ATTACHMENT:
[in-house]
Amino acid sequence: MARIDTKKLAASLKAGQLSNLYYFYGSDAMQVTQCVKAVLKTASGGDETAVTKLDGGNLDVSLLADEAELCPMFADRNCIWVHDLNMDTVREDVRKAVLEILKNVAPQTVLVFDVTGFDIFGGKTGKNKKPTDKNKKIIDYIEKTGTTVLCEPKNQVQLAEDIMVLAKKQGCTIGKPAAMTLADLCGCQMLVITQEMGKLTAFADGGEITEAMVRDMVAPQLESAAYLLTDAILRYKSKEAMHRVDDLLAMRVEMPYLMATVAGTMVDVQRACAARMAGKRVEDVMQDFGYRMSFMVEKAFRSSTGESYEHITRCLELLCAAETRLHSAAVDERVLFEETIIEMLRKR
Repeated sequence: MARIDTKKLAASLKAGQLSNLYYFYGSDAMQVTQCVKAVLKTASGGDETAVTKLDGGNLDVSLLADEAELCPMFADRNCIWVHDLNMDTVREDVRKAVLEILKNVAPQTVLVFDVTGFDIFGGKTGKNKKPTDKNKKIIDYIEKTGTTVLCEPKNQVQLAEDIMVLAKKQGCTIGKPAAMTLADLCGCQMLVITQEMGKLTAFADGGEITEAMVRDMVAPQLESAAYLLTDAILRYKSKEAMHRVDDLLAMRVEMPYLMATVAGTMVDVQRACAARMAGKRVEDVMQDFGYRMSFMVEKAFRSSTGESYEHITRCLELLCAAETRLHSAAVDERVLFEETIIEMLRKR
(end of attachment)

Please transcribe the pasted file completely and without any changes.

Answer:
[in-house]
Amino acid sequence: MARIDTKKLAASLKAGQLSNLYYFYGSDAMQVTQCVKAVLKTASGGDETAVTKLDGGNLDVSLLADEAELCPMFADRNCIWVHDLNMDTVREDVRKAVLEILKNVAPQTVLVFDVTGFDIFGGKTGKNKKPTDKNKKIIDYIEKTGTTVLCEPKNQVQLAEDIMVLAKKQGCTIGKPAAMTLADLCGCQMLVITQEMGKLTAFADGGEITEAMVRDMVAPQLESAAYLLTDAILRYKSKEAMHRVDDLLAMRVEMPYLMATVAGTMVDVQRACAARMAGKRVEDVMQDFGYRMSFMVEKAFRSSTGESYEHITRCLELLCAAETRLHSAAVDERVLFEETIIEMLRKR
Repeated sequence: MARIDTKKLAASLKAGQLSNLYYFYGSDAMQVTQCVKAVLKTASGGDETAVTKLDGGNLDVSLLADEAELCPMFADRNCIWVHDLNMDTVREDVRKAVLEILKNVAPQTVLVFDVTGFDIFGGKTGKNKKPTDKNKKIIDYIEKTGTTVLCEPKNQVQLAEDIMVLAKKQGCTIGKPAAMTLADLCGCQMLVITQEMGKLTAFADGGEITEAMVRDMVAPQLESAAYLLTDAILRYKSKEAMHRVDDLLAMRVEMPYLMATVAGTMVDVQRACAARMAGKRVEDVMQDFGYRMSFMVEKAFRSSTGESYEHITRCLELLCAAETRLHSAAVDERVLFEETIIEMLRKR